Japan Hydrography and World Heritage Sites

Japan Hydrography and World Heritage Sites

HYDROGRAPHY

In relation to the conformation of the islands and the highly fragmented orography, the hydrographic network of Japan lacks extensive basins. The main rivers develop in the Honshū; the Tone, which drains the central section of the island extending its basin on the Kantō plain , and the Kitakami, while the Shinano descends to the Sea of ​​Japan, pay tribute to the Pacific. Unlike these and a few others that develop their basins in longitudinal valleys, such as the Ishitaki and the Teshio, in the Hokkaidō, the rest of the Japanese rivers have more or less direct courses between the watershed and the coast, towards which they maintain a normal direction. We understand how their role, in the geography of Japan, is rather modest. Their courses, youthful in the inland mountainous areas, near the coast extend into the alluvial plains, becoming elements of demographic attraction. They have no importance for the purposes of navigation in a country like Japan all over the coasts; on the other hand they all have more or less immature courses.

On the whole, their regime is rather regular. The power is provided mainly by precipitation which, while having maximums in different periods passing from one region to another, is not lacking in almost any month of the year. In general, however, it rains mainly in summer and autumn in the southwestern section of the archipelago, while in the north-eastern section the abundant winter snowfalls cause spring floods. If the Japanese rivers are of little importance as axes of human attraction, they nevertheless have a fundamental role as water sources for irrigation. Most of the irrigated rice fields (approx. 68%) exploit the river waters, especially in the coastal plains, which represent the main agricultural areas of the country. The springs are rich and numerous throughout Japan, including thermal and thermo-mineral springs, linked to the volcanic nature of the islands. while in the north-east the abundant winter snowfalls cause spring floods. If the Japanese rivers are of little importance as axes of human attraction, they nevertheless have a fundamental role as water sources for irrigation. Most of the irrigated rice fields (approx. 68%) exploit the river waters, especially in the coastal plains, which represent the main agricultural areas of the country. The springs are rich and numerous throughout Japan, including thermal and thermo-mineral springs, linked to the volcanic nature of the islands. while in the north-east the abundant winter snowfalls cause spring floods. If the Japanese rivers are of little importance as axes of human attraction, they nevertheless have a fundamental role as water sources for irrigation. Most of the irrigated rice fields (approx. 68%) exploit the river waters, especially in the coastal plains, which represent the main agricultural areas of the country. The springs are rich and numerous throughout Japan, including thermal and thermo-mineral springs, linked to the volcanic nature of the islands. which represent the main agricultural areas of the country. The springs are rich and numerous throughout Japan, including thermal and thermo-mineral springs, linked to the volcanic nature of the islands. which represent the main agricultural areas of the country. The springs are rich and numerous throughout Japan, including thermal and thermo-mineral springs, linked to the volcanic nature of the islands.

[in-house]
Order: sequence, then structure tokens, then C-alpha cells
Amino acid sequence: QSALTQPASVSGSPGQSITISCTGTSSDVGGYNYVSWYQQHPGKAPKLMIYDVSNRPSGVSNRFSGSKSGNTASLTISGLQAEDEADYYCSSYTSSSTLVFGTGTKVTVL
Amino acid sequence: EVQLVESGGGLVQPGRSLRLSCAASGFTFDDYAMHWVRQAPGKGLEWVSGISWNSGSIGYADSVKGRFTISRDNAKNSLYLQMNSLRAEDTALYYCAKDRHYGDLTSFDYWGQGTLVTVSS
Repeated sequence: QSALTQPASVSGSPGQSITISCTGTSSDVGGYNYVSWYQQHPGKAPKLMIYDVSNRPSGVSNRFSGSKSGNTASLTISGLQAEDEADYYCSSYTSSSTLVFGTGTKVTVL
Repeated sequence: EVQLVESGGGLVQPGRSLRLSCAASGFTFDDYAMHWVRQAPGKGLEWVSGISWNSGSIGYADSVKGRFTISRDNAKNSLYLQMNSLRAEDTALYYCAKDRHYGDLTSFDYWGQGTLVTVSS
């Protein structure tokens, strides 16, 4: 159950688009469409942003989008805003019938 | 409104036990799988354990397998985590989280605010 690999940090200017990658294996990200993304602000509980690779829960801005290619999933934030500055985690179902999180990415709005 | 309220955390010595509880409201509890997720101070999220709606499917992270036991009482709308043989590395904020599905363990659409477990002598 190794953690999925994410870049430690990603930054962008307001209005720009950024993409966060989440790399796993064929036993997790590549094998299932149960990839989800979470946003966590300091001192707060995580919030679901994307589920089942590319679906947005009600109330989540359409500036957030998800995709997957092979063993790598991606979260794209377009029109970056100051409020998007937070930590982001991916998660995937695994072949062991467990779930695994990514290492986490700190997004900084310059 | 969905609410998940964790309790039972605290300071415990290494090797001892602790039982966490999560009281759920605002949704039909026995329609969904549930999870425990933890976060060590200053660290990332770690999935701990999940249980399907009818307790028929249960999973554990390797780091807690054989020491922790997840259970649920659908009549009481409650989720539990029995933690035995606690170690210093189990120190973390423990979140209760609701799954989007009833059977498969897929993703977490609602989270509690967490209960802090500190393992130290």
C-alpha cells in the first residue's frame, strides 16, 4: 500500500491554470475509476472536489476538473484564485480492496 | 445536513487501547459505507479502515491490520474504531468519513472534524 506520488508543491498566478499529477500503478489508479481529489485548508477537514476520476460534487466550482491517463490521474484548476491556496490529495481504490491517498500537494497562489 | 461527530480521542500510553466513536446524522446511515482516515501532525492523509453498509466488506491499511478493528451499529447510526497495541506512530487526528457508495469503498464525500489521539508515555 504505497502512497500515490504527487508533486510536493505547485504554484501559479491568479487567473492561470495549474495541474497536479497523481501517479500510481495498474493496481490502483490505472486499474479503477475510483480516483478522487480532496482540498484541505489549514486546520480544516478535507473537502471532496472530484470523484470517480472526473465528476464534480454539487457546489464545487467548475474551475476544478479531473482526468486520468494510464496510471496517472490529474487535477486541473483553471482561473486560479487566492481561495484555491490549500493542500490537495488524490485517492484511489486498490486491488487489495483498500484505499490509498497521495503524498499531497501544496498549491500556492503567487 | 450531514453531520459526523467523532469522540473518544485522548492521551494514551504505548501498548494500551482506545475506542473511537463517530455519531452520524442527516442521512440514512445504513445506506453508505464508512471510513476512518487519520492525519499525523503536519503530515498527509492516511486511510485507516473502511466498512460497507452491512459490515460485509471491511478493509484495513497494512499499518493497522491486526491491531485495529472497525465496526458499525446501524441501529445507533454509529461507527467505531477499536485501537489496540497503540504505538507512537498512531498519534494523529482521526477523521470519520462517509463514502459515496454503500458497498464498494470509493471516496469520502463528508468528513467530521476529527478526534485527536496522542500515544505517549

Japan Hydrography and World Heritage Sites

World Heritage Sites in Japan

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World Heritage Sites (K) and World Natural Heritage (N)

  • Castle “Castle of the White Heron” in Himeji on Honshū (K; 1993)
  • Buddhist shrines of Horyuji (K; 1993)
  • Yakushima Cedar Forest (N; 1993)
  • Beech forest by Shirakami (N; 1993)
  • Monuments and gardens of the Imperial City of Kyoto (K; 1994)
  • Traditional folk architecture of the villages of Shirakawa and Gokayama (K; 1995)
  • Memorial »Atomic Bomb Dome« in Hiroshima (K; 1996)
  • Itsukushima Shrine at Miyajima (K; 1996)
  • Architectural monuments and gardens of the imperial city of Nara (K; 1998)
  • Shrines and Temples of Nikko (K; 1999)
  • Archaeological sites of the former Ryukyu Kingdom on the Ryukyu Islands with the Gusuku castles (K; 2000)
  • Holy places and pilgrimage routes in the Kii Mountains (K; 2004)
  • Shiretoko National Park on Hokkaidō (N; 2005)
  • Iwami Ginzan silver mine and cultural landscape on Honshū (K; 2007)
  • Ogasawara Islands (N; 2011)
  • Buddhist facilities from Hiraizumi (K; 2011)
  • Fuji volcano on Honshū (K; 2013)
  • Silk spinning mill in Tomioka (K; 2014)
  • Sites of the industrial revolution in the Meiji period (K; 2015)
  • National Museum of Western Art by Le Corbusier in Tokyo (K; 2016)
  • Okinoshima Sacred Island and related sites in Munakata Region (K; 2017)
  • Hidden Christian Sites in the Nagasaki Region (K; 2018)